If most of your printing is black text on white paper, it's time to look at Brother's HL-2040, a $120 low-profile printer. Its paper drawer holds 250 sheets and fits completely inside the unit, giving it a tidy look. It prints 20 pages per minute and produces the first page in about 10 seconds from a cold start.
High-Def In Your Lap
If you've been patiently waiting for a laptop that plays high-definition movies, it's getting closer. Toshiba's latest Qosmio A/V notebook PC is the first of its kind to support the high-def DVD format and Dolby Home Theater audio. Only problem is that it's not available quite yet. Price and availability coming soon.
If bringing a digital camera along when you travel means lugging a laptop for storing and viewing images, check out Digital Foci's small but powerful Picture Porter. Combining a hard drive, an LCD, and card slots that support 11 memory formats, this pocket-sized device holds music, files, and movies. A 20-Gbyte model will set you back $399; a 40-Gbyte version is $469.
No More Nagging
Tired of nagging your child to practice piano? The Piano Wizard Premier combines the fun of a video game with the fundamentals of lessons. Children choose from four fantasy worlds to play in, and they can change the speed, instrument sounds, and skill level. The $199.95 kit contains Piano Wizard Premier software, an M-Audio 49e MIDI piano keyboard, a USB cable to connect to your Windows PC, and stickers.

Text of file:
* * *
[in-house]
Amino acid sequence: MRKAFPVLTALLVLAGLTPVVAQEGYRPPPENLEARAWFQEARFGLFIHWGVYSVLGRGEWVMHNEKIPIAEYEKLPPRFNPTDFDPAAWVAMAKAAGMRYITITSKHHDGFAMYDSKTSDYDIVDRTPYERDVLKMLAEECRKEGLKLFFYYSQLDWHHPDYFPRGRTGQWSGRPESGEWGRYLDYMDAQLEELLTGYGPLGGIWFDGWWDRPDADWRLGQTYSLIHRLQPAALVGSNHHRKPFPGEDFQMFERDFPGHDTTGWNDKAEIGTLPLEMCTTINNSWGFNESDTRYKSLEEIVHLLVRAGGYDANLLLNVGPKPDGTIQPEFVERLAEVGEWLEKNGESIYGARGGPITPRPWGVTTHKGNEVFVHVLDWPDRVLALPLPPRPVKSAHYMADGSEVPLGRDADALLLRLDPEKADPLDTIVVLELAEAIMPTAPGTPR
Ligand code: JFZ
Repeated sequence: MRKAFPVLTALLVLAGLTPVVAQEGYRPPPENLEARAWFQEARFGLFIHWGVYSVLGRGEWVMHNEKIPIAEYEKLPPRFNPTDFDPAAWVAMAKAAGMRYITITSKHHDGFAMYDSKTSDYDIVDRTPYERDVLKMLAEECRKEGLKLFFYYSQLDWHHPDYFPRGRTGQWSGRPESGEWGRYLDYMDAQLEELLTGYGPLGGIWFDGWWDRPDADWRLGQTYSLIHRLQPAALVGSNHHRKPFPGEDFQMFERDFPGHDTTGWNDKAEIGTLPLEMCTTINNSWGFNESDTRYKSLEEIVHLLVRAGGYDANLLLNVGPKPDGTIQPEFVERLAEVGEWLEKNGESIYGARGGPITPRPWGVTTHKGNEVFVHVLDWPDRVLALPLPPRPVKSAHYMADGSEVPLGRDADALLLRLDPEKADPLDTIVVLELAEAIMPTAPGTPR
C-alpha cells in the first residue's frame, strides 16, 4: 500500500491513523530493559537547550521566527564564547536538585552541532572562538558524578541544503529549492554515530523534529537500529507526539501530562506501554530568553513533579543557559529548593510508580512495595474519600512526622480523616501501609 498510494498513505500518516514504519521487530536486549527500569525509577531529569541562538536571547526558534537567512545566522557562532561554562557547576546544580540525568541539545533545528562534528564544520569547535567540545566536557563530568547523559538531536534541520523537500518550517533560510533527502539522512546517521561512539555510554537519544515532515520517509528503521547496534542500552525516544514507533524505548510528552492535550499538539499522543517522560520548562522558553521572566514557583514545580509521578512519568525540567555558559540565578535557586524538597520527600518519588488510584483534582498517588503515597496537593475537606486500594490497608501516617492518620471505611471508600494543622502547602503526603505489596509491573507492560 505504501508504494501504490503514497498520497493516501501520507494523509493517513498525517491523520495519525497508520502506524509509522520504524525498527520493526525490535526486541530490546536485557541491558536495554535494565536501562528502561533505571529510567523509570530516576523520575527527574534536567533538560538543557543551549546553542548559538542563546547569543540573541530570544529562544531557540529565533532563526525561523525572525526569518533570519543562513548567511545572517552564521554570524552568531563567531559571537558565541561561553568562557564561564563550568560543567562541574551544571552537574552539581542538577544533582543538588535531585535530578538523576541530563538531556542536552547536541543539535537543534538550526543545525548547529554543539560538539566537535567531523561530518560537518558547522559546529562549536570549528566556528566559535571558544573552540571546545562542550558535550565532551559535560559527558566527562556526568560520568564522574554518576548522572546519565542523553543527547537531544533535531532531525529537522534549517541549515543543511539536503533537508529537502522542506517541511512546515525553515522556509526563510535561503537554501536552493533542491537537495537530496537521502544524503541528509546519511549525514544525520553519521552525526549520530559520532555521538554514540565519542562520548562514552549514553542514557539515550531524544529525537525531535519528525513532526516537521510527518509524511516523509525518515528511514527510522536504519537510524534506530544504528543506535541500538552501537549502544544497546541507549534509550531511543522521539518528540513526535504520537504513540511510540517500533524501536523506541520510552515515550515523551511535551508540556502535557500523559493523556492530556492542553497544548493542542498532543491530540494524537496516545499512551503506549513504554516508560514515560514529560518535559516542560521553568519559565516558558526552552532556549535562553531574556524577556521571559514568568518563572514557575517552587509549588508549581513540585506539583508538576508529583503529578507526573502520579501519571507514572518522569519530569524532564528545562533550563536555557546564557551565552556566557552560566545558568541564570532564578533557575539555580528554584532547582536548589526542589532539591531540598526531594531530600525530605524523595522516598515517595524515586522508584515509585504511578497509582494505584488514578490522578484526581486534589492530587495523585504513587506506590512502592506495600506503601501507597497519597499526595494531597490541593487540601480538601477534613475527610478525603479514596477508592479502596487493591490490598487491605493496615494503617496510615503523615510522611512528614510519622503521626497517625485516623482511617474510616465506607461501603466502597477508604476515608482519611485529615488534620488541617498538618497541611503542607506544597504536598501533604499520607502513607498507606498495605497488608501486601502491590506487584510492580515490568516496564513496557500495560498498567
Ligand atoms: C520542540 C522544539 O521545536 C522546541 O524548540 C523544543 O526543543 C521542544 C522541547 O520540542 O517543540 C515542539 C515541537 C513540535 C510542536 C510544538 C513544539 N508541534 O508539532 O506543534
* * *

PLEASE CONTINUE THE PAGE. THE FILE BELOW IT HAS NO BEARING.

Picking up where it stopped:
Because watching TV on tiny screens shouldn't be restricted to mobile phones, A.J. Prindle has given us the TV Watch. Catch live programming on a 1.5-inch TFT LCD screen. Stereo earphones double as an antenna. The $180 watch isn't bulky on the wrist, either, and lasts up to three hours on a charge.
Do you know if you're within range of a Wi-Fi hot-spot right now? The Canary Wireless Hotspotter digital scanner will tell you. Press the button on this $60 device and it searches for a Wi-Fi signal, then displays the network name, its strength, and the broadcast channel.
Music Lovers Only
For the latest version of its Squeezebox, which plays digital music from a PC on a stereo, Slim Devices amped up the digital and analog output circuitry for top-notch sound, including a 24-bit Burr-Brown digital-to-audio converter. Also new: a brushed-metal design and fluorescent display, rather than an LCD. The $299 player can run on an 802.11g wireless network, connecting to Internet radio and RSS feeds without a computer. A wired version is available for $249.
Backup Made Easy
Most of us know it's important to back up our photos, videos, and personal data, but few of us do it. Maxtor has tried to make the chore simpler at home, where tech-support people aren't so easy to reach. The OneTouch III external storage and backup package's new software tools help synchronize data among multiple computers, and a "system rollback" feature restores PCs and Macs to pre-spyware meltdown. The largest storage, 1 terabyte, costs $900; 500 Gbytes will run you $480.